Loren Robert Craft, 86, of Middletown, Del., a retired newspaper editor, died Sunday April 5, at Christiana Hospital in Delaware. Mr. Craft's family moved around during World War II before settling in Delaware County, and he attended Temple University and Hunter College. His first newspaper job was in the composing room at the Bulletin, where he was taken under the wing of the highly regarded editor Walter Lister. "At one point, he was Lister's personal copyboy," said Sylvia Craft, Mr. Craft's wife.
March 2, 2015 |
It was magical. Classical guitarist Jason Vieaux (pronounced vee-OH ), 41, just won a Grammy for best classical instrumental solo album for Play . At Curtis, where he teaches, he's sitting on stage at Field Concert Hall (the one you see in the TV concerts), tuning up his Gernot Wagner guitar while a photographer gets ready. (You know someone's serious about music when he tunes up for a photo.) Then he breaks into a heartbreaking arrangement of "What a Wonderful World," and suddenly you remember why they call music beautiful: New emotions emerge in the old Louis Armstrong hit, something you already loved, but now you have new reasons for loving it. Vieaux has been at Curtis since 2011, when he and fellow guitar star David Starobin were recruited to start a guitar department.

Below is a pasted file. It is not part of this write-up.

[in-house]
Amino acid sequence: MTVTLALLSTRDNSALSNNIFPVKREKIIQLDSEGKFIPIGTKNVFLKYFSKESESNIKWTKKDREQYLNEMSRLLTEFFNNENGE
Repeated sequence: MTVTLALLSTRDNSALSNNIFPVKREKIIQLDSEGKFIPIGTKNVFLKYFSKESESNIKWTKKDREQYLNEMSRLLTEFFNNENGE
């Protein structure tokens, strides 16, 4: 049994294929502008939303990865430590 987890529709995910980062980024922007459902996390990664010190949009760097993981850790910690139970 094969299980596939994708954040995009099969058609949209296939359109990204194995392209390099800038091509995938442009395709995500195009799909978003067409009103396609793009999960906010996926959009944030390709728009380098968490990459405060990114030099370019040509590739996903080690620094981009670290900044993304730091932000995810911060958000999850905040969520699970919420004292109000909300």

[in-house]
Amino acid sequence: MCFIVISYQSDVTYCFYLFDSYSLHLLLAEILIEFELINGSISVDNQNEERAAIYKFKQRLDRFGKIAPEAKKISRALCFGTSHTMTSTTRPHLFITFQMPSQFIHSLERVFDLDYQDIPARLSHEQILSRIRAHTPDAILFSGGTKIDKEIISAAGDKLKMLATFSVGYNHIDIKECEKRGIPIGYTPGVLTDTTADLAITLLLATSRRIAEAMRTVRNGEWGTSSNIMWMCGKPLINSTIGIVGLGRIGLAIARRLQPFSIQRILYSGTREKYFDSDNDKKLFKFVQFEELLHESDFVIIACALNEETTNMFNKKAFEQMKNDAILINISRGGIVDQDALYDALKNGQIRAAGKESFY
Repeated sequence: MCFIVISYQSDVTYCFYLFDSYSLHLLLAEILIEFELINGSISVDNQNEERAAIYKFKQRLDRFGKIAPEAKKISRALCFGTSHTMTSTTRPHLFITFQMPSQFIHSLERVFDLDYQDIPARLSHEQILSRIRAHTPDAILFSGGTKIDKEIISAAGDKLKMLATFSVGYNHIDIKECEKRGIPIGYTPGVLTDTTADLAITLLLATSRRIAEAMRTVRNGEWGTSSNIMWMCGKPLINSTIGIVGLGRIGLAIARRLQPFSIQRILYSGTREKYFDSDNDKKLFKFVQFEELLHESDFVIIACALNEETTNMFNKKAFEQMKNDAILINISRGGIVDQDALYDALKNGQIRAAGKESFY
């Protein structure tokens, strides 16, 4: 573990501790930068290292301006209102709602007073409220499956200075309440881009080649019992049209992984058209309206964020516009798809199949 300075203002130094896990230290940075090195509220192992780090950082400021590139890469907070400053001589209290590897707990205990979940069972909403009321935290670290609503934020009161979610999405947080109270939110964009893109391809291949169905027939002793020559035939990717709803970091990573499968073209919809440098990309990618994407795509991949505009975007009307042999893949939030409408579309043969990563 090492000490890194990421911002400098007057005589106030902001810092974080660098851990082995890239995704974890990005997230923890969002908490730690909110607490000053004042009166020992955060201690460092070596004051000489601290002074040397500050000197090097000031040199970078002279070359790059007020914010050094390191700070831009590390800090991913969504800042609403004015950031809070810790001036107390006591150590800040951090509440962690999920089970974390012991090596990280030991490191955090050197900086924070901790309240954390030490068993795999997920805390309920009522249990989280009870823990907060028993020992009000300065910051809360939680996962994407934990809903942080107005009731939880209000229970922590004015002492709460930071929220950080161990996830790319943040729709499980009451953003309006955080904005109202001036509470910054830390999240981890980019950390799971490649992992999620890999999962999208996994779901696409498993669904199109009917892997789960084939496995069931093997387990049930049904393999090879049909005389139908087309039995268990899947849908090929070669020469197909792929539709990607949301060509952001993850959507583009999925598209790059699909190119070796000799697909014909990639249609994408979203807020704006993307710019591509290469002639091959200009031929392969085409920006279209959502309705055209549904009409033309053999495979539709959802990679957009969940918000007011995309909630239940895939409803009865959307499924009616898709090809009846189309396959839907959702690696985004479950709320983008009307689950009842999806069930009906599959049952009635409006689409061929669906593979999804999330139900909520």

January 26, 2015 |
The guard is changing. After 27 years, Alan Harler is stepping down from the Mendelssohn Club of Philadelphia, but not without first conducting Bach's St. Matthew Passion . Also departing after Year 27 is Orchestra 2001's founder and director James Freeman, who will do what he does best - George Crumb - in an 85th-birthday tribute to the great composer whose works he has so often launched. David Hayes seems too young to have been with the Philadelphia Singers for 25 years, but it's true, and he announced his departure before the group said that this season would be its last as well.